Celebrating 1948?

Tomorrow Israel celebrates its 60th year of independence. Jews from all over the world will celebrate the existence of a state created uniquely for them and by them, a place where they can be safe from the persecution that has dogged them since even before the destruction of Jerusalem in 70 A.D. At Williams, this commemoration will take the form of a cookout; in Jerusalem, there will be fireworks, a laser show, and a concert.

Israelis will have time to reflect on their country’s incredible success story in reclaiming Palestine on the eve of its expiration as a British mandate and in repelling a poorly organized (but nonetheless large scale) invasion from their Arab neighbors. Israel has gone on to become, in many ways, an international success story. It is a wealthy country (its per capita GDP is roughly on par with the EU’s) that can defend itself against attack and protect its citizens’ civil liberties; it is the global center of Jewish cultural and intellectual life; and its people are some of the most patriotic in the world.

Long before the 1948 war in which Israel won its independence, Palestinians comprised the majority of people living in what is now Israel and Palestine. After the declaration of independence and the resulting combat, most of them fled (whether of their own volition or as a result of the Israeli army’s efforts to remove them from the land remains unclear) to Syria, Lebanon, Egypt, Jordan and other parts of the Middle East. Although the original number of Palestinian refugees is disputed, there are today more than four million, making them one of the largest populations of displaced people in the world. Most of them live outside of Palestine, with the largest population in Jordan. Those who have remained in Palestine live in hellish conditions in either the West Bank or in Gaza. As a result of the 1967 war, in which Israel occupied Golan Heights, the Sinai Peninsula, Gaza and the West Bank (which had previously belonged to Syria, Egypt and Jordan, respectively), these refugees were put into limbo. Utterly dispossessed, they were denied entrance to Israel and discouraged from moving to neighboring countries, which, even if they hadn’t feared retribution from Israel for taking in refugees, had no room for an influx of unskilled laborers. The Sinai Peninsula was eventually returned to Egypt, and Syria and Israel seem to be moving towards a deal with Golan Heights; meanwhile, Palestinians are living in what we have to call “the occupied territories.” Many of them still have the keys to the homes they fled in 1948.

I mentioned earlier that Israel’s per capita GDP of $28,800 is more or less on par with those of EU countries. With this in mind, it may be surprising to learn that Gaza and the West Bank share an average per capita GDP of $1,100, on par with countries like Uganda and Nepal. Approximately 8 percent of Israelis are unemployed and about 22 percent live below the poverty line. Those numbers are perhaps a little high by U.S. standards, but compared to the West Bank (with an unemployment rate of roughly 19 percent and a poverty rate of 46 percent) and Gaza (35 percent and 80 percent, respectively), they look downright agreeable. Palestinians in the West Bank are allowed to use only one-fifth of the water in the aquifer atop which they live; by the terms set forth in the Oslo accords, Israel gets the other four-fifths. In order to leave either of the territories, Palestinians must pass through checkpoints, a process so inefficient that over 80 have died while waiting to enter Israel in order to receive medical attention.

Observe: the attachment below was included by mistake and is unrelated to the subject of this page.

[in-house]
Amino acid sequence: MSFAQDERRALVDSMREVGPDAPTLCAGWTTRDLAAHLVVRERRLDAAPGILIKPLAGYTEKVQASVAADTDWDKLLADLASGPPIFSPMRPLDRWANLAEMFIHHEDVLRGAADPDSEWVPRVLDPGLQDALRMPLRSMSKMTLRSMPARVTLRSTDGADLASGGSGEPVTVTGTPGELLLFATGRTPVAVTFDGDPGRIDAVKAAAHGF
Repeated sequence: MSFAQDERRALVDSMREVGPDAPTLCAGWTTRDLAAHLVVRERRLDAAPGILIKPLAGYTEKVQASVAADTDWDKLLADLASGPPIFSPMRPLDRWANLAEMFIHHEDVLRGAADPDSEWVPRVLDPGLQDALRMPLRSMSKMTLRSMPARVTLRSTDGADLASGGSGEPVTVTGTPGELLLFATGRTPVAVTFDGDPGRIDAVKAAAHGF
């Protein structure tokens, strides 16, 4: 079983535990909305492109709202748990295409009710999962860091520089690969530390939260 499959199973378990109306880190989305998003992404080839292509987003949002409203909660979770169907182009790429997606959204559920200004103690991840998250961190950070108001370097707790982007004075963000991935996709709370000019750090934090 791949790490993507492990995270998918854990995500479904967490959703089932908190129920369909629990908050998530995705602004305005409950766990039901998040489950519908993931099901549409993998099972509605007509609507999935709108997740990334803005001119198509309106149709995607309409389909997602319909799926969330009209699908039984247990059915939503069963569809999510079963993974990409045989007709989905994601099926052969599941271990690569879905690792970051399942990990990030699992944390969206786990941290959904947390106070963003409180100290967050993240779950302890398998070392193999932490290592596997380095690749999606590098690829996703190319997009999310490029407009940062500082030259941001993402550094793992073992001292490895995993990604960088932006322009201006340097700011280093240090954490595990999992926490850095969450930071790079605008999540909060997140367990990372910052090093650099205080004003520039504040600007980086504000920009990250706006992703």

Perhaps the most troubling aspect of the current Israel-Palestine situation is that the Palestinian population is so young: 47 percent of the 1.5 million people living in Gaza and 41 percent of the 2.6 million in the West Bank are under the age of 14. That means that there are a lot of children growing up dirt-poor, disenfranchised and angry. Moreover, as Jeffery Goldberg points out in the current issue of The Atlantic, in a few years Palestinians will outnumber Israeli Jews. In other words, if Israel does not radically reconsider its treatment of Palestinians, it will essentially be an apartheid state, with the minority ruling the majority. But handing over more rights is not as simple as it might seem, since by doing so, “Israel, a country whose fundamental purpose has been to serve as a refuge for persecuted Jews, and to allow those Jews to have the novel experience of being part of a majority, would disappear,” as Goldberg phrases it.

I will be the first to admit that I have no idea how Israel, Palestine, the U.S. or the College should proceed from here. I suppose all I’m really hoping is that when we look to Israel’s myriad accomplishments tomorrow (and I am sincere in hoping that we do celebrate them), we will also put to use the critical reasoning skills honed in this liberal arts environment by remembering that the day is not only Independence Day, but also al-Nakba – “the catastrophe.”

Elizabeth Kohout ’08 is an English major from Austin, Texas.

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